Where Brad differs from your typical first-time product founder is that from very early on, he was getting – and acting on – feedback. This early customer-based product validation helped him to tailor a product to the actual problems of his customers. Not the problem customers thought they were having, or the problem Brad though they were having. The actual problem they were having.

This customer-based product feedback continued even during a period of burnout during which Brad did no active development. Instead, Brad continued to perform customer service, support and bug fixing operations, all the while capturing feedback. This feedback paid off when it came time to rewrite the product in C# a few years later, after Brad had what he called “an epiphany” regarding the possibilities afforded him by the newer, more modern language.

Initially, Brad stayed quiet about the rewrite, for fear of overpromising, but he eventually went public with it. Part of his reasoning was to create an accountability structure, but part of it was to be able to release what he calls “preview builds”. With these preview builds, Brad got a whole new wave of customer-based product validation that helped him rewrite the product in ways he hadn’t forseen. Every bit of customer-based product validation contributed to his ability to refactor unnecessary features out of the software, and focus on solving the very specific problems his customers relied upon Cantabile to solve.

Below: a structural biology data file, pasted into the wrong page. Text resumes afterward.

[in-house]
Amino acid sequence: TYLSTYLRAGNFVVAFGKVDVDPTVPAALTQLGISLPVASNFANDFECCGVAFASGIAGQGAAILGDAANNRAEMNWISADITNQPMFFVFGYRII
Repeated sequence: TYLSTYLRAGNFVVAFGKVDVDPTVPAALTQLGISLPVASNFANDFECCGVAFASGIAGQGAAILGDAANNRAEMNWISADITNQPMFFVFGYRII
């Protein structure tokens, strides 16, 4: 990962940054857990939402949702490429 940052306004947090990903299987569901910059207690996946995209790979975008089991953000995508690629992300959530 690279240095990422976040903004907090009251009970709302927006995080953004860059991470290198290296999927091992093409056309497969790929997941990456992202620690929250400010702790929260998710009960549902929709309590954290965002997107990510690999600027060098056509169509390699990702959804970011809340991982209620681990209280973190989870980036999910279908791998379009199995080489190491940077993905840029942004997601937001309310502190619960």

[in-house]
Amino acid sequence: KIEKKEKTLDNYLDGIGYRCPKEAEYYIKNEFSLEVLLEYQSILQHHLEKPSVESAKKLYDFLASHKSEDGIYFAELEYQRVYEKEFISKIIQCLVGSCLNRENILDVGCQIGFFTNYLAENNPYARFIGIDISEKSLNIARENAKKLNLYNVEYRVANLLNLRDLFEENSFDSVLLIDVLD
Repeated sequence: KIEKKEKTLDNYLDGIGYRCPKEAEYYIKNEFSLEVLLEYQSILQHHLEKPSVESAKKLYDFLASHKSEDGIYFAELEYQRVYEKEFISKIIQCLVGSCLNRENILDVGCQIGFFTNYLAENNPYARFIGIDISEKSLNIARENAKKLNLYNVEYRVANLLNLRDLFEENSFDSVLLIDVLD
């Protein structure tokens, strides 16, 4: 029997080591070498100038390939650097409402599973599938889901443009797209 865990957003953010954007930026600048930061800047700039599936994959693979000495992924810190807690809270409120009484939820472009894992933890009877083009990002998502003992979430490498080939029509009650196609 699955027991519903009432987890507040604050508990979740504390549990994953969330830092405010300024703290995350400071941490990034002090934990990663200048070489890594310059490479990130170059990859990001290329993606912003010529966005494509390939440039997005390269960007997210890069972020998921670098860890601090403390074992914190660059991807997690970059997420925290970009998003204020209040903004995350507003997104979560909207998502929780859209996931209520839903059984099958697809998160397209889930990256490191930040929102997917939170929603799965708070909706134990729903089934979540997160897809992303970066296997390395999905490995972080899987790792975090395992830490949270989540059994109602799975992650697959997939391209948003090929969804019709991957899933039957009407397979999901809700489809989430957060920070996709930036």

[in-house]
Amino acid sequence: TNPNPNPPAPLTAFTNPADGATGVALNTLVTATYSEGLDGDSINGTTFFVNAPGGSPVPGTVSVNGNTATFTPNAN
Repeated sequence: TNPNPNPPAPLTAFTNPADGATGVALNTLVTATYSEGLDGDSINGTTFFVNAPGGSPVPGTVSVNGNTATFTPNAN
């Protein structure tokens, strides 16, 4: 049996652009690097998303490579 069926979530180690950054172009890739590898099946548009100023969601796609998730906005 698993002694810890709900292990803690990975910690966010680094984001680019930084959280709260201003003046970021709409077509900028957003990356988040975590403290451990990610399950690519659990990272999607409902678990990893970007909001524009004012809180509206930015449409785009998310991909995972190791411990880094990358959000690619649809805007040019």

Episode 24: Learning As You Go w/Tracy Osborn

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Tracy Osborn joins us today to talk about her founders journey. From college CS to art courses, to an incubator, Tracy has made her bones in the industry by learning as she went along. Now, Tracy can claim multiple products and recently authored a book.

In this episode, we talk about Tracy’s early experiences working in both startups and agencies, her experiences with partnerships, and why it pays to get an app in front of customers, fast. We also cover some practical aspects of being a founder and keeping a product moving forward.

Bootstrapped Product Talking Points

  • the benefits of participating in an incubator/accelerator
  • how Kickstarter can aid your product launch
  • why it’s important not to dilute your focus
  • why learning as you go is better than reading books

 Show Notes:
WeddingLovely – Tracys web product
Hello Web App – Tracys book; Learn to Build a Web product w/Python & Django
Limedaring – Tracys blog

Python
Django
500 startups
Y Combinator
Kickstarter
PyCon
Nathan Barry
Authority
Gumroad
Leanpub
Product Hunt
Reddit
Uber
Skillshare

Episode 10: If At First You Don’t Succeed, Product Launch Again w/Tim Whitacre

Hi there! To help Chasing Product grow, please take a moment to visit iTunes and give the show a 5-star rating. Thanks!

In this episode, Tim Whitacre of Plain and Argyll Studios shares what he’s learned while transitioning out of freelancing and into products.  Tim is fearless, and freely shares the story of multiple non-thriving attempts at product launch, as well as the story of his newest product launch (which has since taken off!).

Bootstrapped Product Talking Points

  • Tim’s comments on the tension between consulting revenue & investing in product
  • the critical nature of pricing for your app
  • what it feels like to sell off a product
  • how to maintain the motivation & desire to try again

You can follow Tim on Twitter or check out his blog for more info on Tim’s work and the story of the startups he’s been a part of.

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The show notes will be fleshed out later – for now, just check out the interview!  Tim talks about a side of product launch that most people shy away from, if not hide completely; what it looks like & feels like when a product launch “fails”.  I put “fails” in quotes because as long as you learn something, it’s not really a failure.

Tim learned from every product launch experience, moved on, and now has a hit on his hands.  Learn from him!